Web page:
Al Stewart’s Present from the PastMar 22nd, 2016 | By Thom Lieb | Category: Reviews, Sorry Not Sorry
It seems only appropriate that during the week after “springing forward,” Al Stewart popped into my consciousness for the first time in a long time. After all, time was a constant topic in Stewart’s songs, and even his album titles played with the concept: Past Present and Future, Modern Times, Time Passages, Last Days of the Century — and, of course, Year of the Cat.
In a vaguely Proustian manner, Stewart announced himself in two totally unrelated activities last week. Playing with a Chinese karaoke app (who doesn’t do that for fun?), I looked for a singer whose work I knew well enough to try my voice at. Stewart came up, and I recorded a version of the title track from Year of the Cat that surely would have left him weeping — unfortunately, not for any positive reason. A few days later, I popped into my local supermarket and immediately was treated to the title track through the store’s PA system. It was destined that I revisit the album.
That little affair flooded me with memories of the few years during the mid-1970s when Stewart was one of my favorite musicians — and in fact, one of the favorites of countless other people who came across his work via the FM airwaves. I cued up the Year of the Cat album and listened a few times to refresh my memory, and I also took a listen to a few other favorites of his.
Listening to the album now — resisting an urge to eat a madeleine cookie dipped in tea — feels a bit like time travel. Stewart’s folksy songs are definitely from another era, but that era is not clearly the 1970s. Partly, that’s because of his lyrics. As with his other albums, Stewart uses many of his songs to explore names and places from long ago and far away. Take “Lord Grenville,” for instance: “Go and fetch the captain’s log and tear the pages out/We’re on our way to nowhere now, can’t bring the helm about … Send a message to the fleet they’ll search for us in vain/We won’t be there among the reaches of the Spanish Main.” Even “Year of the Cat” plays with the concept of temporality: “On a morning from a Bogart movie/In a country where they turn back time/You go strolling through the crowd like Peter Lorre/Contemplating a crime.”
At the same time, Year of the Cat (and Stewart’s other work) doesn’t quite fit in its own time. Released in 1976, it arrived at a moment when the pop music scene was in a major state of flux. His work sat shoulder to shoulder with Stevie Wonder’s Songs In The Key Of Life, David Bowie’s Station to Station, the Eagles’ Hotel California, Genesis’ Trick of the Tail and the Ramones’ debut. With so much percolating on the music scene, maybe it was the album’s nostalgia that made it such a comforting treat.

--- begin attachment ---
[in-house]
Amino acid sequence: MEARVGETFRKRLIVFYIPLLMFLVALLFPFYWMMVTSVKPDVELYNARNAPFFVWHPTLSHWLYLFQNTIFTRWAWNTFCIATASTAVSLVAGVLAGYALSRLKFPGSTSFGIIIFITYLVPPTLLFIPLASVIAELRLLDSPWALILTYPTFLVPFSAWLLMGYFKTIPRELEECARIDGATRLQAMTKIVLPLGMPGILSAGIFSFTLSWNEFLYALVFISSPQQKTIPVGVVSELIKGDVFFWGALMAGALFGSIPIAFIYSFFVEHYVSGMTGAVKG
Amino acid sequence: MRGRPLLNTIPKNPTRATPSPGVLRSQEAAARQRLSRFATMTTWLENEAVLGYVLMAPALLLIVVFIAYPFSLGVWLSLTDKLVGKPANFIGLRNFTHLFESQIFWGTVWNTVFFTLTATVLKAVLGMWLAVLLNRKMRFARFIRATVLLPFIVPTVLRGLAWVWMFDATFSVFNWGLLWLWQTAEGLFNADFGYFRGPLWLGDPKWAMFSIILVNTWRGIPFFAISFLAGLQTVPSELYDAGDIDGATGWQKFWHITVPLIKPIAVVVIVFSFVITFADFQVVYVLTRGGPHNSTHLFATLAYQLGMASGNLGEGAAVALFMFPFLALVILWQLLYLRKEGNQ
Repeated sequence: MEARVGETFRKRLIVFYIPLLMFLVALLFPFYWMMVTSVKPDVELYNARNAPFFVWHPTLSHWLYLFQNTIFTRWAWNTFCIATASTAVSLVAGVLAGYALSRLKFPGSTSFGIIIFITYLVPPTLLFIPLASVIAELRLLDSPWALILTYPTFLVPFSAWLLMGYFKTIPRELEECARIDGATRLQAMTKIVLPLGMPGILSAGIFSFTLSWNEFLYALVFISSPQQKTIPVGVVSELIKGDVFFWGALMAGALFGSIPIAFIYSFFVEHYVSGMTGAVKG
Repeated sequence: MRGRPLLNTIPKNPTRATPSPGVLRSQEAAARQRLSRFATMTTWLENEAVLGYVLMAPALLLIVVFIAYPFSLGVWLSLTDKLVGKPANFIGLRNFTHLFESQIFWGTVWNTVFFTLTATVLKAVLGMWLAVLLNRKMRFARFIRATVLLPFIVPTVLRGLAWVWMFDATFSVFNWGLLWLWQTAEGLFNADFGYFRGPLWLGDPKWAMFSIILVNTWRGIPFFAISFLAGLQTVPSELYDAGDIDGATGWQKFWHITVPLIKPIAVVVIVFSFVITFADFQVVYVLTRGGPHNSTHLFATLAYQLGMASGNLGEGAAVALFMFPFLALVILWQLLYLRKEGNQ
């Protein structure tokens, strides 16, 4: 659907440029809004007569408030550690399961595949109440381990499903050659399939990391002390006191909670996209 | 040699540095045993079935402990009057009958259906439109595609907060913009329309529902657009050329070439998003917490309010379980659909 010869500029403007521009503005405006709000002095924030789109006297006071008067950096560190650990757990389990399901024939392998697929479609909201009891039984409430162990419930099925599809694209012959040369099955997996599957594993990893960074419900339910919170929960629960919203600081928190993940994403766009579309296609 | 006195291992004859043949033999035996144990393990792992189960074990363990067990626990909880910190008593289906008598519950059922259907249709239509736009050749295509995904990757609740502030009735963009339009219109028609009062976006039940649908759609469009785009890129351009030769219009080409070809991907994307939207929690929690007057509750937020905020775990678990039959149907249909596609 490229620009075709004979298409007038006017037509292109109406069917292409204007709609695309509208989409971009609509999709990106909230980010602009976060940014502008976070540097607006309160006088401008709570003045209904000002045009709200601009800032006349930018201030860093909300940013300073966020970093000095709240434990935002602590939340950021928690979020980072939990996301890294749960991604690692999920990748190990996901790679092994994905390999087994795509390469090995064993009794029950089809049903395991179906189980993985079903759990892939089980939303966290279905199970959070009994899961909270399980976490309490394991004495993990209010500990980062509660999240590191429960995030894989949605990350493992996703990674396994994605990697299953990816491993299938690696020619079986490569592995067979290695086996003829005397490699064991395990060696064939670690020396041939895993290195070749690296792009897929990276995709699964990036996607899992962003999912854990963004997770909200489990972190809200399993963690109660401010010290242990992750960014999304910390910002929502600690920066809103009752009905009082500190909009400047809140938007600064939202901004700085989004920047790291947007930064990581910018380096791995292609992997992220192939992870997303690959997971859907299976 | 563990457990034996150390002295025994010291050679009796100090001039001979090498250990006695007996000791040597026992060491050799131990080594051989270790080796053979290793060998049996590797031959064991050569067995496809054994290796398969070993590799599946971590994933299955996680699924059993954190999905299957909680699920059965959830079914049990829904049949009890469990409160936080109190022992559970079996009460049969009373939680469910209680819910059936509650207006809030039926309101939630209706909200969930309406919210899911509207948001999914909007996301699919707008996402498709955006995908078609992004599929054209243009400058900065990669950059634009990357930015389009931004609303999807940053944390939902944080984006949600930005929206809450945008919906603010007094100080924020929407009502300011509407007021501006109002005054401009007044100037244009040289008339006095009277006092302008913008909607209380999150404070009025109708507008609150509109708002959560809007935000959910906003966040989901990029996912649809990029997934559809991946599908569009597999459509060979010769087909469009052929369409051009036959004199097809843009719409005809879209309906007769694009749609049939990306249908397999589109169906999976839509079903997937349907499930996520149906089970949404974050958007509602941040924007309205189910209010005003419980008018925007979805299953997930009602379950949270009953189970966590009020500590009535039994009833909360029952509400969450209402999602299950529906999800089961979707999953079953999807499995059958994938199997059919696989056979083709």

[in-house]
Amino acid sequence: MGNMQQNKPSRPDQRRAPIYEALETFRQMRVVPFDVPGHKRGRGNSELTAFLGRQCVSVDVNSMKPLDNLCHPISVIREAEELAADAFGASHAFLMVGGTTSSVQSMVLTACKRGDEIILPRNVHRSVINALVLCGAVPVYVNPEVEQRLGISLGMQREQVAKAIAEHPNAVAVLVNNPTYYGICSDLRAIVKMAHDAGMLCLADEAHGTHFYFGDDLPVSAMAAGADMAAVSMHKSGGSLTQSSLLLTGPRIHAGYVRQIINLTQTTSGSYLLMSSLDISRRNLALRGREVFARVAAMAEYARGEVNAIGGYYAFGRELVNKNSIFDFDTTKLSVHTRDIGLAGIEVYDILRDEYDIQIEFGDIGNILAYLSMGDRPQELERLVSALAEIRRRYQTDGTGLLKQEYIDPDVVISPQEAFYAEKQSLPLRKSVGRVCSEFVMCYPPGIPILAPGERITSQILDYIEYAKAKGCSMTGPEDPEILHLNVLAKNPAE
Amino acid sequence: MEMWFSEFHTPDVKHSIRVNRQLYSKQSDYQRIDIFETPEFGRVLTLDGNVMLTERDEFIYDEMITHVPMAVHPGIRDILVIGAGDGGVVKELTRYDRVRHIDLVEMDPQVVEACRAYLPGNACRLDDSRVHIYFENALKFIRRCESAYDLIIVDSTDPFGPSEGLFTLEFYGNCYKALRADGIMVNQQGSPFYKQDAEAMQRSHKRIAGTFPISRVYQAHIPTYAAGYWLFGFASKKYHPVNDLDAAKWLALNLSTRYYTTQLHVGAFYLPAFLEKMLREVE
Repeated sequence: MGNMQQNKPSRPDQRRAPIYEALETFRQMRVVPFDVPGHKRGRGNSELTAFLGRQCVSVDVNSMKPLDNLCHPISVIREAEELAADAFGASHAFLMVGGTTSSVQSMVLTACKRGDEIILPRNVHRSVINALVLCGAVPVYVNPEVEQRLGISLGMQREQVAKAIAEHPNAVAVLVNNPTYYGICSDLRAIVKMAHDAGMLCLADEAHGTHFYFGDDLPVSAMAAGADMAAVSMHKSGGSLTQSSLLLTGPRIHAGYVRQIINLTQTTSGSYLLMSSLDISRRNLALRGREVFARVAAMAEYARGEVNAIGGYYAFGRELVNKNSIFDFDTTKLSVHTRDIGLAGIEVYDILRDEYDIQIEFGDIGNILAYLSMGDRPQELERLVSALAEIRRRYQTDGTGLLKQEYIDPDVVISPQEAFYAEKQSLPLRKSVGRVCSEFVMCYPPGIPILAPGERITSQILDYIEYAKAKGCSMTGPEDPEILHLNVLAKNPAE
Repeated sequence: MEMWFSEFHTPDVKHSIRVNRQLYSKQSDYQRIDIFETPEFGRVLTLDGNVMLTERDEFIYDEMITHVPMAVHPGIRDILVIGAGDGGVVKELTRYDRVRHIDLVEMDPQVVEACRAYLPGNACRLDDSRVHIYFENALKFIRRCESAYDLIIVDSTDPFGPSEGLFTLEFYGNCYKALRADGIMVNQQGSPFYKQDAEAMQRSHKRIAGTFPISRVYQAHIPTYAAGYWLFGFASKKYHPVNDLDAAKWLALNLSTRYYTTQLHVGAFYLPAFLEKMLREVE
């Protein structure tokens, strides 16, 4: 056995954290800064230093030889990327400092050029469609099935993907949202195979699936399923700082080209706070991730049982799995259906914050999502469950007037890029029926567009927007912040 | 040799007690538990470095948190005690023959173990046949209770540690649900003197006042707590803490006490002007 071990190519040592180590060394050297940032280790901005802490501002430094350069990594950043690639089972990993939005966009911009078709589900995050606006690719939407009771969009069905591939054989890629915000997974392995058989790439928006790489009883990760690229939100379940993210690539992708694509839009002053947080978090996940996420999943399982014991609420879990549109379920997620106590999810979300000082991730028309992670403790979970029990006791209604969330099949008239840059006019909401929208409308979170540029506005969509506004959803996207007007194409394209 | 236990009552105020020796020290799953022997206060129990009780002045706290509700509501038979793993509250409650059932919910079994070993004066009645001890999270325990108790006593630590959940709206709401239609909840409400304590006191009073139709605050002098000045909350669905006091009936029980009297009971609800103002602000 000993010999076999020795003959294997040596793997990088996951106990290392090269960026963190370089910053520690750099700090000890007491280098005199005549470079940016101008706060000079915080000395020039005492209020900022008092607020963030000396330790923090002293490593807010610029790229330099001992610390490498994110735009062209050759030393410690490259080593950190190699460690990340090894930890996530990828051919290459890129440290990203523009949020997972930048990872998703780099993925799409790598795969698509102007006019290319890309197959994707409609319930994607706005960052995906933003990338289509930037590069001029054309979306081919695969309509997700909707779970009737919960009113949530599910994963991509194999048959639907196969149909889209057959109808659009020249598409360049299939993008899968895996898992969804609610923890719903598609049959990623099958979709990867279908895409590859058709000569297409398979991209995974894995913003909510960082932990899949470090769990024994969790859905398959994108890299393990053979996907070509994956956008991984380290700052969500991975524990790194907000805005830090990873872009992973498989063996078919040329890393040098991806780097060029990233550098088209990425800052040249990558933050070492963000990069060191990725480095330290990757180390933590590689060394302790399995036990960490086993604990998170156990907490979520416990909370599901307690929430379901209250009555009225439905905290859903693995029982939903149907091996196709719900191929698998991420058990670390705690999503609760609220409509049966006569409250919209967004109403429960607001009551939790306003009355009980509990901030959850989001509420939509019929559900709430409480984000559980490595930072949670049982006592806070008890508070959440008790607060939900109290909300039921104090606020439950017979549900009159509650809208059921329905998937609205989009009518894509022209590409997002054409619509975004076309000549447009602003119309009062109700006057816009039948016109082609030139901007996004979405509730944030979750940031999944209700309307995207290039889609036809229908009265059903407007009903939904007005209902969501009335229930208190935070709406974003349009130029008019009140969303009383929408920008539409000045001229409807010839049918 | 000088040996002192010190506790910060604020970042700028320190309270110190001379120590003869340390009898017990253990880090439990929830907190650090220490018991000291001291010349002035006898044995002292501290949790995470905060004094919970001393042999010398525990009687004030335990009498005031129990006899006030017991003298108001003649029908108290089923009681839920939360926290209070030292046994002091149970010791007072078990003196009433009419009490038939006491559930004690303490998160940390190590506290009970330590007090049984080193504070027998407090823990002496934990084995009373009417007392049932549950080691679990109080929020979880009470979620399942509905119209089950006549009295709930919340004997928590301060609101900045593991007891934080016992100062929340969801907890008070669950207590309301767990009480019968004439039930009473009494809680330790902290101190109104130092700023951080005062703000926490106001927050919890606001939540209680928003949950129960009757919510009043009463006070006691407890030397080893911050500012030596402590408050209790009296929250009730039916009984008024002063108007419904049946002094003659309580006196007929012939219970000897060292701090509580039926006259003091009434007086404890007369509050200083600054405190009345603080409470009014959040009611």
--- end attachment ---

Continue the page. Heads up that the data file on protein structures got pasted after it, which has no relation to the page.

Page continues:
But it was hardly nostalgia alone that made Year of the Cat so popular. Listening to it again reveals a solid musical and instrumental foundation, and Stewart’s dreamlike storytelling is mostly unparalleled. The title track as just one example is filled with so many evocative images:
She comes out of the sun in a silk dress running
Like a watercolor in the rain
Don’t bother asking for explanations
She’ll just tell you that she came
In the year of the cat …
Why she looks at you so coolly?
And her eyes shine like the moon in the sea
She comes in incense and patchouli
So you take her, to find what’s waiting inside.
It’s no surprise to me that one of Stewart’s role models was Bob Dylan. The storytelling and wordplay feel cut from the same cloth as Dylan’s work. But musically the two are quite different. Stewart’s music is an odd combination of stripped down folk-rock — guitar, drums and pianos — often washed in strings. On his 1967 debut, The Bedsitter Images, the orchestration buried the core of his work. But in the years between it and Year of the Cat, he managed to strike a balance that sounds just right. While his work sounds nothing like that of The Beatles or Procol Harum, it is reminiscent of their best orchestrated songs. In fact, it’s hard to think of anyone to compare Stewart’s sound to whose work bears more than a passing resemblance to his. There’s some Stealer’s Wheel in a few tracks, some Elliott Smith, but nothing that makes a listener say, “So that’s who he sounds like!”
If you haven’t listened to Stewart in many a year — or have never come across him — it’s time to rectify that situation. You might be delighted with what you find inside.